Review: Bitterblue by Kristin Cashore
Eight years have passed since the young Princess Bitterblue, and her country, were saved from the vicious King Leck. Now Bitterblue is the queen of Monsea, and her land is at peace.
But the influence of her father, a violent psychopath with mind-altering abilities, lives on. Her advisers, who have run the country on her behalf since Leck’s death, believe in a forward-thinking plan: to pardon all of those who committed terrible acts during Leck’s reign; and to forget every dark event that ever happened. Monsea’s past has become shrouded in mystery, and it’s only when Bitterblue begins sneaking out of her castle – curious, disguised and alone – to walk the streets of her own city, that she begins to realise the truth. Her kingdom has been under the thirty-five-year long spell of a madman, and now their only chance to move forward is to revisit the past.
Whatever that past holds.
Two thieves, who have sworn only to steal what has already been stolen, change her life forever. They hold a key to the truth of Leck’s reign. And one of them, who possesses an unidentified Grace, may also hold a key to her heart . . .
I am really torn as to writing this review. First off, if you read Graceling and Fire, Bitterblue doesn’t even hold a candle to these stories. Bitterblue was quite a disappointment in that aspect. I began the story and it was painfully slow, at 23% into it, I contemplated DNF-ing it because I was bored. Bitterblue was boring as a character and all she was doing was paperwork and wondering what was wrong with her city. Earth to Bitterblue, you city just got over Leck’s hell-ish rule…but no worries I can’t imagine any issues with anyone who has been under mind-control for the better part of 30-ish years.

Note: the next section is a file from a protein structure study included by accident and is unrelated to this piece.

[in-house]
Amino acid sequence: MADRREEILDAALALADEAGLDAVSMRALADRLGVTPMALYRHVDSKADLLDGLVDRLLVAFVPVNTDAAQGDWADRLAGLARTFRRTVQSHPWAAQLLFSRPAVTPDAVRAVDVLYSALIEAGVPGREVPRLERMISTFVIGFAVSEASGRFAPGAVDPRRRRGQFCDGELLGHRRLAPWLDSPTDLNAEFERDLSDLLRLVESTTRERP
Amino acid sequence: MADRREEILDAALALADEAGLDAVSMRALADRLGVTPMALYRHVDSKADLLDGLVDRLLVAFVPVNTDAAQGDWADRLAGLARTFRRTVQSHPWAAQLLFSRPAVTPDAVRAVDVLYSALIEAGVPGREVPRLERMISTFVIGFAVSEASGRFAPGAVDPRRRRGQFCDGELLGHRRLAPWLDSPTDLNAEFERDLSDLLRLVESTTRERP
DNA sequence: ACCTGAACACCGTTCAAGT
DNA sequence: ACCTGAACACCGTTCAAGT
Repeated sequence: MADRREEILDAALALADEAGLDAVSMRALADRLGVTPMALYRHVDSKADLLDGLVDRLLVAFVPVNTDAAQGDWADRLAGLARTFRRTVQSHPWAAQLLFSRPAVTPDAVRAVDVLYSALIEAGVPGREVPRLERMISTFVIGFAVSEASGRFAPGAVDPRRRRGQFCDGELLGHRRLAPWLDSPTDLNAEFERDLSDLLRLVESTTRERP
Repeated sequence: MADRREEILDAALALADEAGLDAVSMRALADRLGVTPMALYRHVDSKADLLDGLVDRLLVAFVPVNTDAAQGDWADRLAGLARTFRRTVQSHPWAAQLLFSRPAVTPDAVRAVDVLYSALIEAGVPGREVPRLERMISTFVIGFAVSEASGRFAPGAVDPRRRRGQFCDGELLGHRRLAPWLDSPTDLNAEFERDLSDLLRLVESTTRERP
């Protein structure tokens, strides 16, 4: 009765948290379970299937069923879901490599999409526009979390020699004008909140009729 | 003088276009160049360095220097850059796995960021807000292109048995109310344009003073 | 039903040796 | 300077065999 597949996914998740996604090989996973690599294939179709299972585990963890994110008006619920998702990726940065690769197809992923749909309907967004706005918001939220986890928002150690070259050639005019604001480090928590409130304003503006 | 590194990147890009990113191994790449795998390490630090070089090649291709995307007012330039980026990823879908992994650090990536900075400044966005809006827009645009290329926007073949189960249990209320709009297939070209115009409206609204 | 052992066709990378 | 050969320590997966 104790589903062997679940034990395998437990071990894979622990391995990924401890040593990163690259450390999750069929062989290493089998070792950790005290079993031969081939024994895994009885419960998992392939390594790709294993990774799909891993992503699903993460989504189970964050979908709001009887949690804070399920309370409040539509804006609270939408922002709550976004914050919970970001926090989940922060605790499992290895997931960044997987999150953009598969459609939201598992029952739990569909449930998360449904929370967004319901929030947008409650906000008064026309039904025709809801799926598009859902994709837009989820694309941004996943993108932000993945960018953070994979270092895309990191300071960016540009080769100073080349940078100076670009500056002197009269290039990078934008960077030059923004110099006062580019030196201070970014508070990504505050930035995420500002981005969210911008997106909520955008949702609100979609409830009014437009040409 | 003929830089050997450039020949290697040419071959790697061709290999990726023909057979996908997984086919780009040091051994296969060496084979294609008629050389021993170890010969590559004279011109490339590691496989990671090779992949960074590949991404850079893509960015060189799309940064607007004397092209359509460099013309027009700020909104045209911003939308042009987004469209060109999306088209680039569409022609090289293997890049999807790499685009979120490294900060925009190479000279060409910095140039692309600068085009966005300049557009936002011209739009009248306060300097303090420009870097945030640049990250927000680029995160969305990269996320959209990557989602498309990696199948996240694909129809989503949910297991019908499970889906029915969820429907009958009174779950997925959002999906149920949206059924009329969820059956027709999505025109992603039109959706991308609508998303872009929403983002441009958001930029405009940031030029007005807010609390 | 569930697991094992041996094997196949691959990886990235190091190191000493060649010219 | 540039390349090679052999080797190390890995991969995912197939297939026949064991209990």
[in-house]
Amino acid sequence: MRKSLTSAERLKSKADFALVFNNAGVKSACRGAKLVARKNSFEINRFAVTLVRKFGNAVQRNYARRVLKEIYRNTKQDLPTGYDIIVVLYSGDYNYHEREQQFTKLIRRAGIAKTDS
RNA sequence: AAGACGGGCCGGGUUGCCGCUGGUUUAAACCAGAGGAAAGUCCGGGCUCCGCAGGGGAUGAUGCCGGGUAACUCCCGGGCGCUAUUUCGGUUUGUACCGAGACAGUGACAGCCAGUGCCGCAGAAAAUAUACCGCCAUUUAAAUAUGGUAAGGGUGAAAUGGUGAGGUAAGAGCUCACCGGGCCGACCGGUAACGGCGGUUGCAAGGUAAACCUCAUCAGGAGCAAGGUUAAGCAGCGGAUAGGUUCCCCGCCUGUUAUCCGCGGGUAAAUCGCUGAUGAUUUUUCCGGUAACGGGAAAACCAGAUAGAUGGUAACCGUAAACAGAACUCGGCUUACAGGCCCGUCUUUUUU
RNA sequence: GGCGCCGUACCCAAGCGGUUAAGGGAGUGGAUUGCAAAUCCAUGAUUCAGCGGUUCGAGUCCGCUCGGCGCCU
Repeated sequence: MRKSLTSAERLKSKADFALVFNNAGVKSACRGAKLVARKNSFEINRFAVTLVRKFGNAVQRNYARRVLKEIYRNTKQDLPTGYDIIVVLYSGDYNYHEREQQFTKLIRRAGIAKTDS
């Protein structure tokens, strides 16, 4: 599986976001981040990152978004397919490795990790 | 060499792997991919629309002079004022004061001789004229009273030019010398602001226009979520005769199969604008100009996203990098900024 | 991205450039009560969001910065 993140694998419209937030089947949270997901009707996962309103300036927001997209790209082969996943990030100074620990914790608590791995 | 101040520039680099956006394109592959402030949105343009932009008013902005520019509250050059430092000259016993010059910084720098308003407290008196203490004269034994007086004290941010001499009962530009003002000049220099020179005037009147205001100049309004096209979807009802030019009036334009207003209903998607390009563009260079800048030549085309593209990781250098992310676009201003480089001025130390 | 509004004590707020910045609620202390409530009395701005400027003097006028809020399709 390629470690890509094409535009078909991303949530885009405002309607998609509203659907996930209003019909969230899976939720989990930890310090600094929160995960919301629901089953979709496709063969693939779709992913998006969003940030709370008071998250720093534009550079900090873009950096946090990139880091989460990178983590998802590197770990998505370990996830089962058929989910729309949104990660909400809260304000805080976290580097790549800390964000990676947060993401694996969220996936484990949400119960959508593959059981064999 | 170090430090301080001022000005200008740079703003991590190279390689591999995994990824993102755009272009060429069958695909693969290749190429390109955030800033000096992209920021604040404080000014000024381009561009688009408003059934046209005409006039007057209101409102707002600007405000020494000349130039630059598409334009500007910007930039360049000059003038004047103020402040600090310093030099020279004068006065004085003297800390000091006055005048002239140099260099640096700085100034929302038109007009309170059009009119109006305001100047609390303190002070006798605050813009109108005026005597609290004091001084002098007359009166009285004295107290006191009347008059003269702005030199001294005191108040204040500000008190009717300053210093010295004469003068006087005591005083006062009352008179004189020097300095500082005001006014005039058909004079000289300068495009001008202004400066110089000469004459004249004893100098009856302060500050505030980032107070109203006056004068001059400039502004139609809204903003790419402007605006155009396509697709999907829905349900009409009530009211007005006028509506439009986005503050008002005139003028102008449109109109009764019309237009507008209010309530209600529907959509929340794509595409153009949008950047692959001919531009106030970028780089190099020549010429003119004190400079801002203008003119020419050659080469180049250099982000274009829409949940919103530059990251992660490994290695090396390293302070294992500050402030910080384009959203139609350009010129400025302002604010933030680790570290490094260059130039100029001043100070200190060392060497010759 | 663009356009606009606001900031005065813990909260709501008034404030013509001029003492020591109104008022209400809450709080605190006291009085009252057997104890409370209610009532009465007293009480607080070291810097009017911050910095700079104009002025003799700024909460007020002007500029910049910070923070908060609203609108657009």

I continued on, under the mind set that surely this would improve, which it did but it took to 83% for me to really get into the story. At 83% I was, giggling and shouting, “Yes, this is the plot twist I have been waiting for!” These were the curve balls that I have been waiting for Cashore to toss my way the entire book and it was truly a shame that it took that long for this to happen.
Finally, the end of the book was very abrupt. I am left with more questions than answers; in addition, there are some confusing conversations that take place and leave me wondering what the heck is going on. I also was irritated by Saf and Bitterblue’s relationship. It was left so open-ended and I felt like they were honestly friends-with-benefits. I was also annoyed with the secrecy of Saf’s grace because really it wasn’t all the impressive or all it was built up to be. The book as a whole, fell flat compared to its predecessors.
BUY THE BOOK: